I've been working in the software industry for over 25 years. Pretty much my entire professional career (if you don't count that stint as a night clerk at Red Roof Inn).
Back in the late 1900s, when you sold software, you sold software. What your company produced was a large set of properly aligned bits (software). You then got those bits to your customers somehow (floppy disk, DVD, FTP, whatever). And, then those customers installed those bits on a computer of their choosing and if all went well, they'd get some value out of it. But, that wouldn't always happen. Often, they'd fail to ever install it and get it working. Or fail to learn it. Or fail to use it properly. Basically fail to get the value expected -- or the value promised, or sometimes any value. Ironically, the higher the purchase price was, the lower the chances of seeing success. History is replete with multi-million dollar software purchases that never saw the light of day. As an entrepreneur, this pains me. Most start software companies to make money, they start companies to solve problems.
Now, fast-forward to today. It's 2017. Many software companies are now Software as a Service (SaaS) companies. What they produce is the same as before: A large set of properly aligned bits (software). Only now, instead of shipping those bits off to the customer somehow, they "host" those bits on the customers behalf and off the benefit of that software as a service.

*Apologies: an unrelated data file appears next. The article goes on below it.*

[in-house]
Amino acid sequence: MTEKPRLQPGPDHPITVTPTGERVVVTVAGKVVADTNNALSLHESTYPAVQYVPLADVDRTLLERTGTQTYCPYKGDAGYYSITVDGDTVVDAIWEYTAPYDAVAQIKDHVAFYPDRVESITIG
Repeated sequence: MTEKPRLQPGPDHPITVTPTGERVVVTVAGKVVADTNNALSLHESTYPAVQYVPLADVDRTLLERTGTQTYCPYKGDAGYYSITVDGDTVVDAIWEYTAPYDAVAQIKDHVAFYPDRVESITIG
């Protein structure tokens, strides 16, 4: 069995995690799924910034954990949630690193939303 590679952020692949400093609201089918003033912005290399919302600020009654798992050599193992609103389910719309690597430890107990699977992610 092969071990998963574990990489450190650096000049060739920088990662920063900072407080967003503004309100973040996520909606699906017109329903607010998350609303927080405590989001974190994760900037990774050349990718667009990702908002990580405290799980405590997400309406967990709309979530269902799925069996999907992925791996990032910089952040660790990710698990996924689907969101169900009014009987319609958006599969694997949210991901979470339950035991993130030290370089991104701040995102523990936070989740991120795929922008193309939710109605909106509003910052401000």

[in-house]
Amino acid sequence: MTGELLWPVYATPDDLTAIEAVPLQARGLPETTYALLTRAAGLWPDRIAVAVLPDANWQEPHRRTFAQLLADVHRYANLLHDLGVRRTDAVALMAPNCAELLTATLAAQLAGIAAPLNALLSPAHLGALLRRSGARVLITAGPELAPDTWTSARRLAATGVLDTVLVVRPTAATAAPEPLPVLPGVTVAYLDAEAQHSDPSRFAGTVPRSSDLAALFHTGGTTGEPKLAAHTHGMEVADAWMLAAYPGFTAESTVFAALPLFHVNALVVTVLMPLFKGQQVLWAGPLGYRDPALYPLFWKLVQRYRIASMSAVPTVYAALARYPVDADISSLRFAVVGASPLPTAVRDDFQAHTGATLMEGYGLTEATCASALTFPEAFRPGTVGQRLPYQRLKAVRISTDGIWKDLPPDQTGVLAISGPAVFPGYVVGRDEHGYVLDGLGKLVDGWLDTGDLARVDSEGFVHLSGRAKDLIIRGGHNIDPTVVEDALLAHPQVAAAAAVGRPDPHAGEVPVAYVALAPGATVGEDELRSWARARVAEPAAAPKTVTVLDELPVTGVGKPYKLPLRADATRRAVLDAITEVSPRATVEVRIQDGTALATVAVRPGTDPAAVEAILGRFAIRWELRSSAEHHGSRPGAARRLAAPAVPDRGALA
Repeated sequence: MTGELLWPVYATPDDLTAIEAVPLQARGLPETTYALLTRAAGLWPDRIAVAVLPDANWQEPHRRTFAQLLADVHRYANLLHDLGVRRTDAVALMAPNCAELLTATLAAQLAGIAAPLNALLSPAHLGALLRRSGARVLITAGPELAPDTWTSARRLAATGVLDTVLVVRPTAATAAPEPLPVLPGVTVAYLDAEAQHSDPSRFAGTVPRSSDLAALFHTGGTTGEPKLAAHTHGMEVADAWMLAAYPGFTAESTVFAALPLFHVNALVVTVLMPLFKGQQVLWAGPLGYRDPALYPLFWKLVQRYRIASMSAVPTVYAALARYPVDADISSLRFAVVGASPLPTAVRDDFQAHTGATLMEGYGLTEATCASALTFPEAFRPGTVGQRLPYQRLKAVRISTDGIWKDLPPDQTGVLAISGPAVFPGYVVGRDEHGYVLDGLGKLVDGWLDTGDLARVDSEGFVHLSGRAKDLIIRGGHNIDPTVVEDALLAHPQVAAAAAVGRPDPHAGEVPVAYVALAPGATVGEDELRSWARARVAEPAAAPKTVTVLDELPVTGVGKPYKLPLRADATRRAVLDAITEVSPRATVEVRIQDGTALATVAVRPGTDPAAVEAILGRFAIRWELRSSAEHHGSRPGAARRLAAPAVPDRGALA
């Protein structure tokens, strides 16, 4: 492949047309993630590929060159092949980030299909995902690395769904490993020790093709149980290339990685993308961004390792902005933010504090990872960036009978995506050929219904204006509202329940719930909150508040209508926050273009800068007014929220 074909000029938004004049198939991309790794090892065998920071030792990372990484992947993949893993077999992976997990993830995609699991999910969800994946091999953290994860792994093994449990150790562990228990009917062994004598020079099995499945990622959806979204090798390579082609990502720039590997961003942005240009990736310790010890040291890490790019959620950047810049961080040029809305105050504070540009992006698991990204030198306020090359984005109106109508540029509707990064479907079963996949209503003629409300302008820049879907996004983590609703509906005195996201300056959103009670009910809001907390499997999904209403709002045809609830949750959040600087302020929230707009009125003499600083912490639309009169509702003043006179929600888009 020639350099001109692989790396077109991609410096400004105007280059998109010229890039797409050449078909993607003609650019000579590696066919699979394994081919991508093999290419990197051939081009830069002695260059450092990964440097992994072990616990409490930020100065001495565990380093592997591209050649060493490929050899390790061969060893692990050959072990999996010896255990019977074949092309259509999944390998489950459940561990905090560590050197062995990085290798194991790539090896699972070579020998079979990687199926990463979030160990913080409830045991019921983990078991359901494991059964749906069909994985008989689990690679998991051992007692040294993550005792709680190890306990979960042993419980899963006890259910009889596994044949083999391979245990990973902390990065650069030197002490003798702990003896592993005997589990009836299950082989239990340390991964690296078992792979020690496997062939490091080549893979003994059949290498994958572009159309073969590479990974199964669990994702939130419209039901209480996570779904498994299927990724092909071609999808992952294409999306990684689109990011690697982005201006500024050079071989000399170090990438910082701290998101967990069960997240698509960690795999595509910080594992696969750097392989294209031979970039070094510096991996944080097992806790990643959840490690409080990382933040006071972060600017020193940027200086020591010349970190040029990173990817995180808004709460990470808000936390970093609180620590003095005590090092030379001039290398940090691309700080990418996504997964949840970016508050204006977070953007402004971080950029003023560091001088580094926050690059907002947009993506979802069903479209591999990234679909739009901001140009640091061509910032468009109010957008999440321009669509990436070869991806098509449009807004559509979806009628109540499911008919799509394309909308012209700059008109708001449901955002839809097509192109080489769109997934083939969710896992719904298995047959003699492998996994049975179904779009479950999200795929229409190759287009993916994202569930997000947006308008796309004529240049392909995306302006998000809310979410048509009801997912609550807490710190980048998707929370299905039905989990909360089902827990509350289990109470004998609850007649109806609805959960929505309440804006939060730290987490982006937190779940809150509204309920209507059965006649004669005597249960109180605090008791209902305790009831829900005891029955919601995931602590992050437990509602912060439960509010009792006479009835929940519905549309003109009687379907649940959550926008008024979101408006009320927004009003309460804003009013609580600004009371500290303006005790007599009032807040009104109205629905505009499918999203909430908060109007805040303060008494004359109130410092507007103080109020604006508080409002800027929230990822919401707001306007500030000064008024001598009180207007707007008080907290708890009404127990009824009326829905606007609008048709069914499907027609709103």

Makes sense, right?
Now, naive folks that are new to SaaS often make the mistake of thinking they're still selling software. They're not. Because...
SaaS = Success as a Service
If you're in the SaaS business, the only way to survive in the long-term is not to just deliver software. It's to deliver success. You have to actually deliver the benefit that the software is promised to provide. And, if the customer fails to get that benefit then you have failed. Do not pass GO, do not collect $200.
The reason for this new bar is relatively straight-forward. Back in the old days, you got paid for your software upfront and though you wanted your customer to succeed, and maybe even labored to help them succeed, if they didn't succeed, well, such was life and you moved on. Today, if the customer doesn't succeed, they cancel. In a month, in a quarter, in a year -- but eventually, they cancel. And, more likely than not, if they cancel, you've lost money. The math won't work.
So, to survive and thrive in the long-term, you can't sell software, or even access to software, you have to sell -- and deliver -- success.
Let me give you a concrete example and some lessons learned from my company, HubSpot, which provides marketing/sales software. HubSpot is a textbook SaaS company. We're about 10 years old, and we're now public [NYSE:HUBS].
Here's what we invest in (because it works):
1. Onboarding. If you help customers get started with your product, they are more likely to do so. Ideally, your software is so simple and intuitive and easy that customers just get up and running and succeed on their own. But, if you have a relatively broad or sophisticated product, customers will often need help. In those cases, onboarding works.
2. Education. HubSpot has HubSpot Academy, which is a team that helps educate people on inbound marketing. Interestingly, they don't just invest in HubSpot customers, they educate the broader marketing industry.
3. Community. HubSpot hosts inbound.org, an online community built for marketers. It allows them to find the best content (curated by the community itself), discuss topics of interest, post jobs and find jobs. It acts as the premier professional network for marketers. The community has over 200,000 members now.
So, why does HubSpot spend millions of dollars educating and supporting marketers? It's simple. because we've realized that our success depends on the success of our customers.
We've learned and accepted that we're building a "Success as a Service" company.